Frist's Quiet Trip to S.C.
Senate Majority Leader Bill Frist (R-Tenn.) made a swing through South Carolina over the weekend as he continues to contemplate a run for president in 2008.
Frist raised cash on Friday for state Rep. Ralph Norman (R), who is challenging Democratic Rep. John Spratt in the 5th District this November. The following day he spoke to the state Republican executive committee, touching on hot-button conservative topics like judges and the "culture of life," according to one Frist aide. Frist also huddled with Jim Roquemore, a major figure in the state's agriculture community and a Republican fundraiser. Roquemore lives in Orangeburg, located in the state's Midlands region.
The State's Lee Bandy described Frist as a man who has virtually given up campaigning for the 2008 presidential election. "The Tennessee Republican came and went almost unnoticed -- which apparently was the way he wanted it," wrote Bandy, the leading political reporter in the state. "There was little advance publicity and virtually no media."
Katon Dawson, the chairman of the South Carolina Republican Party, took issue with Bandy's characterization of the Frist trip, insisting that Frist received as "warm a reception" as any of the other 2008 Republicans who have toured the state.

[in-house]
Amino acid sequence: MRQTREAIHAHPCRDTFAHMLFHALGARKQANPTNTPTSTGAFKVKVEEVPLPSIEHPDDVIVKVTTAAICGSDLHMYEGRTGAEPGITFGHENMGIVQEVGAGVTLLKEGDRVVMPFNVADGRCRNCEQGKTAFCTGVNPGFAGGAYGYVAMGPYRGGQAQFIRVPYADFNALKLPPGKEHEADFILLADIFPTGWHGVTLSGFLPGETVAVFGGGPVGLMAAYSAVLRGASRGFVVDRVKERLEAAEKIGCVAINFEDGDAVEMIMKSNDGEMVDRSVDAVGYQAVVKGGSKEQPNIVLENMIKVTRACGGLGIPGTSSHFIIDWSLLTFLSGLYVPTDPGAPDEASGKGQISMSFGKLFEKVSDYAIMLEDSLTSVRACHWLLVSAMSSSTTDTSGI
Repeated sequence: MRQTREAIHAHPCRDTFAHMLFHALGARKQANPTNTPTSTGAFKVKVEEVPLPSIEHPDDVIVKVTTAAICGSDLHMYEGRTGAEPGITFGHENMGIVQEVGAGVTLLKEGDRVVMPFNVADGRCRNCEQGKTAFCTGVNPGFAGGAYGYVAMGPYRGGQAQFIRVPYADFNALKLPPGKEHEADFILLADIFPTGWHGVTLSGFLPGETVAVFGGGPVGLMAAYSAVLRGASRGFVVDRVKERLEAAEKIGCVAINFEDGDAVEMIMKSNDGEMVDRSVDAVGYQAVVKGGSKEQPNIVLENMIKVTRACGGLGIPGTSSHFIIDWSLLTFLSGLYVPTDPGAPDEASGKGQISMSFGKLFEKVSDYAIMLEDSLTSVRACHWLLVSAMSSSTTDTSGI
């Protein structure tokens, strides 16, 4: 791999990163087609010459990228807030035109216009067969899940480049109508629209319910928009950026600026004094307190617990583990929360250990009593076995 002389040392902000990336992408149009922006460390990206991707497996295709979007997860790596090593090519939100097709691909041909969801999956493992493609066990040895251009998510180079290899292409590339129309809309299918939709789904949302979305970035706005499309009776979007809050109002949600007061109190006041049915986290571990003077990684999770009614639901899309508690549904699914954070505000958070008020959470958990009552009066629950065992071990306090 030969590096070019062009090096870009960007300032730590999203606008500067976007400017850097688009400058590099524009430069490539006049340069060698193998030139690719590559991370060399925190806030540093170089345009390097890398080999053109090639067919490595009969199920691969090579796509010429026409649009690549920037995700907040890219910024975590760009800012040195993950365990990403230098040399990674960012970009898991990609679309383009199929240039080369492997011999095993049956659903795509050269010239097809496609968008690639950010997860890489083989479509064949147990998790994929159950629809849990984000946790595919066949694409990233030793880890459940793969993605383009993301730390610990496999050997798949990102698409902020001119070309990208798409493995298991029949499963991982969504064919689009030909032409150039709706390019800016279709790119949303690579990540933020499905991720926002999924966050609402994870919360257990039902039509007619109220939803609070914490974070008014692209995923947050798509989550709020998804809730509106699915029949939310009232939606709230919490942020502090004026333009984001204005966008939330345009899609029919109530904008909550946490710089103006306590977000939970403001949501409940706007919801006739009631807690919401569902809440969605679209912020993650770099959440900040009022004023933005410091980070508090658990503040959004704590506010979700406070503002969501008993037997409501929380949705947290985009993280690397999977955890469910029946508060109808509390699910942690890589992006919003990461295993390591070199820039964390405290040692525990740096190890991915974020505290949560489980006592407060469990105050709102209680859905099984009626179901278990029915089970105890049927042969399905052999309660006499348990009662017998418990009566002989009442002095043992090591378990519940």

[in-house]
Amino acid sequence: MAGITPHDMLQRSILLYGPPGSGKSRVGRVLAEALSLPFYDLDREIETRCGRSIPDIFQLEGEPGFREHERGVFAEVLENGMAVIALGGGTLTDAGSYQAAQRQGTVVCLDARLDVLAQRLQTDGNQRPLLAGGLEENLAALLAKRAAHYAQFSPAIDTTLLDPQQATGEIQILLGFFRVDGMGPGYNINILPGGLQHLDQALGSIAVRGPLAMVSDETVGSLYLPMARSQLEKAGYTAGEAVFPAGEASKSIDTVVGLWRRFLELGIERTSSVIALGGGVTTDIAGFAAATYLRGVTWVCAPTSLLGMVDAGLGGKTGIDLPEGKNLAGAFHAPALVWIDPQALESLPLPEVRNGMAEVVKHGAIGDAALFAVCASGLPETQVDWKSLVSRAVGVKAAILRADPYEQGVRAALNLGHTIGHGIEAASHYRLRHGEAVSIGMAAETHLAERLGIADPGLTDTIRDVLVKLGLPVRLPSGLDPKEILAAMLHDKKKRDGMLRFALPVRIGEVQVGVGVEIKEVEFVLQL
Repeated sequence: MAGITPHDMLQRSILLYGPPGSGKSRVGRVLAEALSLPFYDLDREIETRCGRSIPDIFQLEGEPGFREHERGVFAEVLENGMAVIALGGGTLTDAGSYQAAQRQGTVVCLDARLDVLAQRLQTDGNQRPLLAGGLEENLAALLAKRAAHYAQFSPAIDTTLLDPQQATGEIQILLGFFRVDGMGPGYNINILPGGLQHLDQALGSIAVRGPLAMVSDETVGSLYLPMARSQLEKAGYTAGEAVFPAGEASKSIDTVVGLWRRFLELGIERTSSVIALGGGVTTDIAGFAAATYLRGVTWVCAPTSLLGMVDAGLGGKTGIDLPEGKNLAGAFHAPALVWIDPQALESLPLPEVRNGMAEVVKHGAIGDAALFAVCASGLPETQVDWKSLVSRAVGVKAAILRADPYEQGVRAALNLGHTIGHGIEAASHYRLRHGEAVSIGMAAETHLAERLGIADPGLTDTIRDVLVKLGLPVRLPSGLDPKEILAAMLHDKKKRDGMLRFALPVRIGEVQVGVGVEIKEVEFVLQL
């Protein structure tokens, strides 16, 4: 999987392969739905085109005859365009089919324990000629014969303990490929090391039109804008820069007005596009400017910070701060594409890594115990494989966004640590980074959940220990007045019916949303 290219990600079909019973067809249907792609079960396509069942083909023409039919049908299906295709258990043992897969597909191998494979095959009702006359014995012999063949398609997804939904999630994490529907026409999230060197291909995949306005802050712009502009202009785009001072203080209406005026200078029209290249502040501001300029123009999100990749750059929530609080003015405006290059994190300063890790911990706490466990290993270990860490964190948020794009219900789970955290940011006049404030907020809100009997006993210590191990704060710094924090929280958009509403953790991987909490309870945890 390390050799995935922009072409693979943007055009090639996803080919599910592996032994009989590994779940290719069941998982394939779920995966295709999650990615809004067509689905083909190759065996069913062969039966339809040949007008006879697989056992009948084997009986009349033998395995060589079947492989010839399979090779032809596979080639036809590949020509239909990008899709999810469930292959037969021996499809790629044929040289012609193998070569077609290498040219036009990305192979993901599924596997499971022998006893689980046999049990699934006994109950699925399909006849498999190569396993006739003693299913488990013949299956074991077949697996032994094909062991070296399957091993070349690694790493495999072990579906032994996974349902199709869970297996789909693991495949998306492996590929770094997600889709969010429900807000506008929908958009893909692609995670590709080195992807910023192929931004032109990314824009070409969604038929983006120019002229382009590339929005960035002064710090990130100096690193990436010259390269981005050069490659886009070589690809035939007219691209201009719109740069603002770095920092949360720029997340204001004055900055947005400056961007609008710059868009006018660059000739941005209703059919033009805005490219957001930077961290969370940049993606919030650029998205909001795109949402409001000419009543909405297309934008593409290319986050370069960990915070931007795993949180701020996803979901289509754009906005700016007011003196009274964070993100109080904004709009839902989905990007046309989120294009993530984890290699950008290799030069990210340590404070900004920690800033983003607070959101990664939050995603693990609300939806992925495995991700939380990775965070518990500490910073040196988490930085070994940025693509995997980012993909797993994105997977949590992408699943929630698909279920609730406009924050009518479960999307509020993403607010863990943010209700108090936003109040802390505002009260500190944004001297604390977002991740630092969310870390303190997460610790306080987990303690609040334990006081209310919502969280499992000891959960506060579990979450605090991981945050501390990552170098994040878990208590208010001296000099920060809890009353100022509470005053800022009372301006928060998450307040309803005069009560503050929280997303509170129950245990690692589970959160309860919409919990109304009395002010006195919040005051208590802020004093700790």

Dawson admits he is somewhat "biased" toward Frist because of the senator's work in 2002 to help elect Lindsey Graham to the Senate. Frist, at the time the head National Republican Senatorial Committee, was "always there for us and never took a lot of credit," said Dawson.
Frist has also likely won some goodwill by his willingness to donate to state and local candidates in the Palmetto State from his Volunteer PAC. Neither Frist nor any of the other 2008 Republican hopefuls have hired any staff in the state, although knowledgeable GOPers say that Chip Saltsman, a former chairman of the Tennessee Republican party, is active on Frist's behalf in the state.
As I noted during my recent swing through South Carolina, Arizona Sen. John McCain is the current GOP frontrunner in the state, with Massachusetts Gov. Mitt Romney second in terms of both organization and buzz.
Frist certainly has laid the groundwork over the past several cycles to be a major player in the state's "first in the South" primary, but his struggles in 2005 have cast some doubt on whether he will be a viable candidate in 2008.
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